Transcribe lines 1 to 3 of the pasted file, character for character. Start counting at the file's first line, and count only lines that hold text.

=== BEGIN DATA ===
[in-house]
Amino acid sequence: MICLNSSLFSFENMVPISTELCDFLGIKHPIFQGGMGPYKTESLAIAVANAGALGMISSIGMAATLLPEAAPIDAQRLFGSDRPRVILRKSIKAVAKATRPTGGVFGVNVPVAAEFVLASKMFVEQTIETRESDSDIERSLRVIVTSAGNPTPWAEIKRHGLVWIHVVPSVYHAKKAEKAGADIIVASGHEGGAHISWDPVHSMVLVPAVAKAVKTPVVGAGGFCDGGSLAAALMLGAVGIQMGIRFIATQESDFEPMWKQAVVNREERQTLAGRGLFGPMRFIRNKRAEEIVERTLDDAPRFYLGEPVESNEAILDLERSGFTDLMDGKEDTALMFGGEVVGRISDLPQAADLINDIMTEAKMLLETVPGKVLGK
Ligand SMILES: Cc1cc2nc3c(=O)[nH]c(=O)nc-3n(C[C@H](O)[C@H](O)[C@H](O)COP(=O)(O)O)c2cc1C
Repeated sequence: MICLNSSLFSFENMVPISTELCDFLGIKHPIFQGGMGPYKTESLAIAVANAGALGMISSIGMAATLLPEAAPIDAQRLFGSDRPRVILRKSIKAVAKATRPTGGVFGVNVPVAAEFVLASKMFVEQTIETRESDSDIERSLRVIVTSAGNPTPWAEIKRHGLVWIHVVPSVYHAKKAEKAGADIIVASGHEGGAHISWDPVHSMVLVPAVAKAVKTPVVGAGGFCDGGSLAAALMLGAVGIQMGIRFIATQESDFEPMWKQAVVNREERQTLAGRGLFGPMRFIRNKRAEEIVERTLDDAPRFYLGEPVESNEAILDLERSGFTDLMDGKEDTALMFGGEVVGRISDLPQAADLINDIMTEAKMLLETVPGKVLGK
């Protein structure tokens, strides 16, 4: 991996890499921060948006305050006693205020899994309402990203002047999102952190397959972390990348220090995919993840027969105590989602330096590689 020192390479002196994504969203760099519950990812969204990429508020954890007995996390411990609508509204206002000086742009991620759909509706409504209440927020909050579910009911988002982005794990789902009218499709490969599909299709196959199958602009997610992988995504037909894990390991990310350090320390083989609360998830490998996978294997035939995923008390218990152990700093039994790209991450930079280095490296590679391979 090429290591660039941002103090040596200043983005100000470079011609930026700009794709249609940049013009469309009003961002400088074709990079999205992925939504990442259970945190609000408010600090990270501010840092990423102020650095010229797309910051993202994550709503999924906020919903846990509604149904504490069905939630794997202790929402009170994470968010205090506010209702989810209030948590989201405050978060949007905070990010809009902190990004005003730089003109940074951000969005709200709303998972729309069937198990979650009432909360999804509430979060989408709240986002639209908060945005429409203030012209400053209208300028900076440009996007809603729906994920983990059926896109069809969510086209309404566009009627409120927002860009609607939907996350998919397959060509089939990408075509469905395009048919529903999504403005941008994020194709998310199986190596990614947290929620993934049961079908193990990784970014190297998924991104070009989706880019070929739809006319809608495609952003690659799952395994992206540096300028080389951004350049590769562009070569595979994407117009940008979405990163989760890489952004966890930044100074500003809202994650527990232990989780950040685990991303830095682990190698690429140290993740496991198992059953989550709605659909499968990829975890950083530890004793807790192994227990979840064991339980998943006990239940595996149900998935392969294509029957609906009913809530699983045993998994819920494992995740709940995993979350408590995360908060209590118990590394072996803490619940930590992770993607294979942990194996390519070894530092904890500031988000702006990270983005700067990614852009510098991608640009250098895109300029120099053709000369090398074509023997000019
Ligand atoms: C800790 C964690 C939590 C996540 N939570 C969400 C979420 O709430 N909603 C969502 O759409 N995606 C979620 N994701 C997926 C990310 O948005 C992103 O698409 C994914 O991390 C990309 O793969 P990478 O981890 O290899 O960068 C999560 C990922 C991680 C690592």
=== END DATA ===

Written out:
[in-house]
Amino acid sequence: MICLNSSLFSFENMVPISTELCDFLGIKHPIFQGGMGPYKTESLAIAVANAGALGMISSIGMAATLLPEAAPIDAQRLFGSDRPRVILRKSIKAVAKATRPTGGVFGVNVPVAAEFVLASKMFVEQTIETRESDSDIERSLRVIVTSAGNPTPWAEIKRHGLVWIHVVPSVYHAKKAEKAGADIIVASGHEGGAHISWDPVHSMVLVPAVAKAVKTPVVGAGGFCDGGSLAAALMLGAVGIQMGIRFIATQESDFEPMWKQAVVNREERQTLAGRGLFGPMRFIRNKRAEEIVERTLDDAPRFYLGEPVESNEAILDLERSGFTDLMDGKEDTALMFGGEVVGRISDLPQAADLINDIMTEAKMLLETVPGKVLGK
Ligand SMILES: Cc1cc2nc3c(=O)[nH]c(=O)nc-3n(C[C@H](O)[C@H](O)[C@H](O)COP(=O)(O)O)c2cc1C